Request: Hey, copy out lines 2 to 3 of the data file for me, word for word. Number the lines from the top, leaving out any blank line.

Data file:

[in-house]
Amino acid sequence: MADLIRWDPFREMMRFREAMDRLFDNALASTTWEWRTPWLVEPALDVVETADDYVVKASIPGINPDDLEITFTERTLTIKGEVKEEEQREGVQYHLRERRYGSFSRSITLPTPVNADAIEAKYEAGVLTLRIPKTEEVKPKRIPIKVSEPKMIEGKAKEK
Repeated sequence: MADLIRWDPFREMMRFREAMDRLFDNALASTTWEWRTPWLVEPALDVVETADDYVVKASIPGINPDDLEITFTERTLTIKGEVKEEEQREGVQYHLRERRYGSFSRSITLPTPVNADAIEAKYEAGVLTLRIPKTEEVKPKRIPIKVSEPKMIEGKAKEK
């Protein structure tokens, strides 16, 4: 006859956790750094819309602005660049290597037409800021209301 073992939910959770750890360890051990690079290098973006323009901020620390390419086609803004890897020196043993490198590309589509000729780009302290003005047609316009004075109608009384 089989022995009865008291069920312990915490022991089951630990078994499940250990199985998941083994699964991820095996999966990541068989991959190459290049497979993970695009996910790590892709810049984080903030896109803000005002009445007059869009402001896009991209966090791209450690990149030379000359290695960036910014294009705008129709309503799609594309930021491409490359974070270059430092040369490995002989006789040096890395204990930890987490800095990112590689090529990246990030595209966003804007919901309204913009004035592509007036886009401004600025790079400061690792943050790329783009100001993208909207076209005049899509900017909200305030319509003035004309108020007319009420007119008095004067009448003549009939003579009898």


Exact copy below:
Amino acid sequence: MADLIRWDPFREMMRFREAMDRLFDNALASTTWEWRTPWLVEPALDVVETADDYVVKASIPGINPDDLEITFTERTLTIKGEVKEEEQREGVQYHLRERRYGSFSRSITLPTPVNADAIEAKYEAGVLTLRIPKTEEVKPKRIPIKVSEPKMIEGKAKEK
Repeated sequence: MADLIRWDPFREMMRFREAMDRLFDNALASTTWEWRTPWLVEPALDVVETADDYVVKASIPGINPDDLEITFTERTLTIKGEVKEEEQREGVQYHLRERRYGSFSRSITLPTPVNADAIEAKYEAGVLTLRIPKTEEVKPKRIPIKVSEPKMIEGKAKEK